Angaur State has finished development of a natural reserve where its wild monkeys can be showcased as an ecotourism attraction–but the challenge remains to get the monkeys into the sanctuary.
Angaur, known by some tourists as “Monkey Island”, is the only island in the Micronesian region with monkeys living in the wild. The crab-eating macaques, which were introduced during the German administration a century ago, have become a nuisance to many of the locals, stealing food from farms and gardens. Residents estimate that there are now thousands of monkeys on the island, far outnumbering the people.
Last year, Angaur State designated a 99,459 square meter piece of land in the north of the island as a seclusion zone for the monkey sanctuary. This year, the State has worked to prepare this zone for visitors, clearing a walkway which runs through the jungle and along the coast.
Angaur State Governor Kennosuke Suzuky, who developed the plan for the sanctuary, hopes that the site can serve as an important tourist attraction. He also hopes that the sanctuary can help the people of Angaur to “breathe a sigh of relief and keep their farms intact”.
“Before COVID, we were averaging ten to twenty tourists a month,” said Governor Suzuky. “We hope this sanctuary can be one tourism aspect to bring more visitors here to experience our environment . . . and our biggest concern is keeping locals’ food supply safe.”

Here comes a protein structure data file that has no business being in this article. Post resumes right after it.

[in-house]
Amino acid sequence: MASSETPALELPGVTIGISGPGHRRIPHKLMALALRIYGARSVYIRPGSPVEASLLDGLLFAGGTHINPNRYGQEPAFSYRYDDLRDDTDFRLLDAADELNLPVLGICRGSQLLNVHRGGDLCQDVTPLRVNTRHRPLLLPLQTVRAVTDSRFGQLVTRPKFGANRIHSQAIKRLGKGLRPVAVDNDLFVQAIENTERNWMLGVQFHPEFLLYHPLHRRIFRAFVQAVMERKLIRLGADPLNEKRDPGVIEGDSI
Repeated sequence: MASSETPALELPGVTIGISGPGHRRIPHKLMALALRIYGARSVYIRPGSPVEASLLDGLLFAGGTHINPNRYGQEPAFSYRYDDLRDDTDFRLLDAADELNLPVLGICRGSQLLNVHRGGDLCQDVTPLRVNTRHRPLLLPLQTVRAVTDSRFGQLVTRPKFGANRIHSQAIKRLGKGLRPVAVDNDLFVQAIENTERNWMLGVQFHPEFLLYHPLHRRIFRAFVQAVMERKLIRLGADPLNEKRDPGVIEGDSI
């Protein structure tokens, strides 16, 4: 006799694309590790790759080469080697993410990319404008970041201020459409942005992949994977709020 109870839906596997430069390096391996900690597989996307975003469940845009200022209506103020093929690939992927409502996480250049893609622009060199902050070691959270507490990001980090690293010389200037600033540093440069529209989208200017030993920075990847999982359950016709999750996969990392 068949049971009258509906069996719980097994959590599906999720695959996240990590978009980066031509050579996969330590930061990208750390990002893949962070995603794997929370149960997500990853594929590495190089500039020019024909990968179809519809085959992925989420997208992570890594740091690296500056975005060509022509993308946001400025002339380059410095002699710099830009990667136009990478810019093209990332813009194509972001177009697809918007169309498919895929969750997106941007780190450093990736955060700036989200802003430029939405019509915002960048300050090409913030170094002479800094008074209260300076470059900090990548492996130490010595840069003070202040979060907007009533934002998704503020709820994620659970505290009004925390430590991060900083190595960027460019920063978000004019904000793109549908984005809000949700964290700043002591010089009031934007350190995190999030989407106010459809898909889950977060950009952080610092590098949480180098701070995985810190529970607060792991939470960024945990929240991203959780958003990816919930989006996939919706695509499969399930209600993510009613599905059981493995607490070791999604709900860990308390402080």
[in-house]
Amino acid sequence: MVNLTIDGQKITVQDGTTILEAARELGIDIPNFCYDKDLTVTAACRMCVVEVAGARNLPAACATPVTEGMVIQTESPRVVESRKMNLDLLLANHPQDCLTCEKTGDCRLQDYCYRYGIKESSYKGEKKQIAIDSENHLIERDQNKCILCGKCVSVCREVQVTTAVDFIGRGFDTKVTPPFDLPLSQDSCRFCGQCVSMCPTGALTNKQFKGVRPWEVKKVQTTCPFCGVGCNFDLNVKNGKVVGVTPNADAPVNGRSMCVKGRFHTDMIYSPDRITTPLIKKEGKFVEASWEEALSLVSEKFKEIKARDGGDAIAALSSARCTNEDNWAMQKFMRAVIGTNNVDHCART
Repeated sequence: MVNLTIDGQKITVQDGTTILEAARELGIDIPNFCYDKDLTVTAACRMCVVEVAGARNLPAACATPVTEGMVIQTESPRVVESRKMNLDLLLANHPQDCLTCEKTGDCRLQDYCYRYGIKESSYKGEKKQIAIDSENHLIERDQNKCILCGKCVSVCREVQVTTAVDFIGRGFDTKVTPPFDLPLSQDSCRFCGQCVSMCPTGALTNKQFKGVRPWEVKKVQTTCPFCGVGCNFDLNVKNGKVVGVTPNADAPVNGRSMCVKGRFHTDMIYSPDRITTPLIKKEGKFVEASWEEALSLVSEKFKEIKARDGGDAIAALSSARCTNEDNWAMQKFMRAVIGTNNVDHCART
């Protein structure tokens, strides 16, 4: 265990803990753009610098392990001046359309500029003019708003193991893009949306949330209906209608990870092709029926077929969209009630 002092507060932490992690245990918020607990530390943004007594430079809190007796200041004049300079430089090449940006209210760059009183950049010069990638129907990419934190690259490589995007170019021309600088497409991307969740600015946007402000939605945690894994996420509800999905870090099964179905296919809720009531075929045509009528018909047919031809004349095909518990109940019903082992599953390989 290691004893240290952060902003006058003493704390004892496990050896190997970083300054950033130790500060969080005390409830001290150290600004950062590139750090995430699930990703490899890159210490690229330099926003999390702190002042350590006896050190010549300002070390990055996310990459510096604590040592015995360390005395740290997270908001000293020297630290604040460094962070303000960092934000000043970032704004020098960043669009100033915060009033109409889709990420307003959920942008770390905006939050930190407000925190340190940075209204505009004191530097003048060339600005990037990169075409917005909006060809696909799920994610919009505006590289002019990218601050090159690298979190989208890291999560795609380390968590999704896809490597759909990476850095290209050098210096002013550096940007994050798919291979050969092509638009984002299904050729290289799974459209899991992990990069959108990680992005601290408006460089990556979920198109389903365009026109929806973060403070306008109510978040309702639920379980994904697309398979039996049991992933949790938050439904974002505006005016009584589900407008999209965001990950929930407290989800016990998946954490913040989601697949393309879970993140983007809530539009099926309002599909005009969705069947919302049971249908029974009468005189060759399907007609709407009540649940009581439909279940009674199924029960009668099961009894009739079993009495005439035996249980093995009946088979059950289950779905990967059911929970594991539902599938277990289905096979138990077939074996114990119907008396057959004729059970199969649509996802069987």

Even with the creation of the sanctuary, however, the Angaur State Government is still faced with the most difficult part of the project: how will it lure the island’s monkeys into this area?
Governor Suzuky expressed his plans to create feeding stations in the seclusion zone. But the ultimate success of the project, he said, hinges on finding a specialist who has the skills and patience to work with the monkeys in the sanctuary.
“I need the right person who can adapt to the environment, feed the monkeys, ‘be one’ with them, so [the monkeys] can start coming around,” he said. So far people have been reluctant to stay in the area by themselves for over eight hours a day, a minimum amount of time to spend with the macaques if they are expected to train them.
The Angaur State Government is making efforts to advance its ecotourism industry in order to bring more jobs and revenue to the island. Governor Suzuky’s two-year term has already brought many infrastructural improvements to Angaur, including the opening of an on-island state dispensary with a resident nurse, repairs to the island’s dock and airstrip, and the recent overhaul of the ferry Regina IV, which resumed service between Koror State and Angaur after nearly four years of being grounded.